Published: Sat, October 07, 2017
Economy | By Guillermo Lane

The white knight with solar power

Tesla Inc (NASDAQ:TSLA) is stepping up with an offer that could help save Puerto Rico's power grid, which was obliterated by deadly Hurricane Maria a couple of weeks ago. Tesla quickly started quietly shipping Powerwalls there to try to get power back on to some houses with solar arrays.

The suggestion that lithium-ion grid batteries can power the entire island might not be quite as easy at Elon Musk makes it sound.

Musk said there's "no scalability limit" and Tesla could rebuild Puerto Rico's electrical system if the island's residents and government decided they want to pursue that option.

In response, the Puerto Rican government appears to be taking Musk's statement seriously.

Ricardo Rossello, the governor of Puerto Rico, was receptive to the idea.

Musk, the CEO of electric-car maker Tesla, suggested his company's solar power unit could be a long-term solution.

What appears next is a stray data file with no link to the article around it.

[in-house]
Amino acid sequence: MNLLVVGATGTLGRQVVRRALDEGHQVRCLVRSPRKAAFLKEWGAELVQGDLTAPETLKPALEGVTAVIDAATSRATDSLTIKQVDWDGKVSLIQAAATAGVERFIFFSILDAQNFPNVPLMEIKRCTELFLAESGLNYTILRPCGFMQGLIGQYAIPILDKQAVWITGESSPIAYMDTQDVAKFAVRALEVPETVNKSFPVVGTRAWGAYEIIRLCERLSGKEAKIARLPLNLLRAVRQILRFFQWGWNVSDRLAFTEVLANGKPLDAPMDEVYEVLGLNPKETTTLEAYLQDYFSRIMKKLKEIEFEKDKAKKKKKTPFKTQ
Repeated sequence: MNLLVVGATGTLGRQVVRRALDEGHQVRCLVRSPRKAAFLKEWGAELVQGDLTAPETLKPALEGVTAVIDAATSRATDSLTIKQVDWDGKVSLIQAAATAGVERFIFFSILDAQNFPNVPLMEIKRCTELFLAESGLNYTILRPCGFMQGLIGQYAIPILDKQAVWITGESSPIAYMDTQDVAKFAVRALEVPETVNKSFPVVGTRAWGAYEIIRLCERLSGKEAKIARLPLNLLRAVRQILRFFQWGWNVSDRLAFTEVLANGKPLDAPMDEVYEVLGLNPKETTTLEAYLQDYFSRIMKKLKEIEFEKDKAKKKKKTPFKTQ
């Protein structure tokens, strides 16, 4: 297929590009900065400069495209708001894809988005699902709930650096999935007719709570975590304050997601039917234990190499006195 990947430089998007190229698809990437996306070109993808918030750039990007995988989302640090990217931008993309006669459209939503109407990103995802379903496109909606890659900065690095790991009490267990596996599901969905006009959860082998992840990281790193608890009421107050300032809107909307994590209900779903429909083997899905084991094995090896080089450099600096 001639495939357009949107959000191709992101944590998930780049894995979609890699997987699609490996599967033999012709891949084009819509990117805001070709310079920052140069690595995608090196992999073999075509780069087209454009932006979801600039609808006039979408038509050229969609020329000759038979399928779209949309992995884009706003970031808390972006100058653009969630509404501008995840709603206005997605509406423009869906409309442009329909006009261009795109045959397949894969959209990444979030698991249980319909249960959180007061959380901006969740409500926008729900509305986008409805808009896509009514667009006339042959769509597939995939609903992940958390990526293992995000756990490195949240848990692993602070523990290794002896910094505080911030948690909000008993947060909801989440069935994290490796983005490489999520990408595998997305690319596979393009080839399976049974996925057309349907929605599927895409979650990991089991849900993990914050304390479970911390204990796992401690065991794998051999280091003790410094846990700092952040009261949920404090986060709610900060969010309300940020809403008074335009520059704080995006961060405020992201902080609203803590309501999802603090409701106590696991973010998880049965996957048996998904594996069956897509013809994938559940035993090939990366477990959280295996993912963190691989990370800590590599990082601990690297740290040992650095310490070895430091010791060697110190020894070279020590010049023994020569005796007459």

Tesla has already sent a number of its battery packs to Puerto Rico to help the island store energy in an effort to offset the shortage. Tesla's biggest grid battery, now in production in South Australia, will have a total capacity of 129 megawatt-hours.

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In addition to selling electric cars, including the recently introduced Model 3, Tesla has an energy storage business, selling battery packs to commercial utilities, as well as home residences.

Despite the fact that Elon Musk argues that scalability is not an issue, both the islands that he has applied his vision to have significantly less population that the 3.5 million people of Puerto Rico.

Finally, it could take an incredibly long time to build the thing.

Coming up with a calculation for how big an installation Puerto Rico would need to cover its energy needs isn't just a matter of back-of-the-envelope math. And last week, the company began work in earnest to boost South Australia's power grid with a 100-megawatt battery storage facility in 100 days.

We have contacted Tesla for a comment and will update this story once we receive a reply.

Focusing on the Tesla system's lack of redundancies - backup sensors to take over in case one malfunctions and mis-reads traffic - Miller said: "Do you really want to trust one sensor measuring the speed of a auto coming into an intersection before you pull out?"

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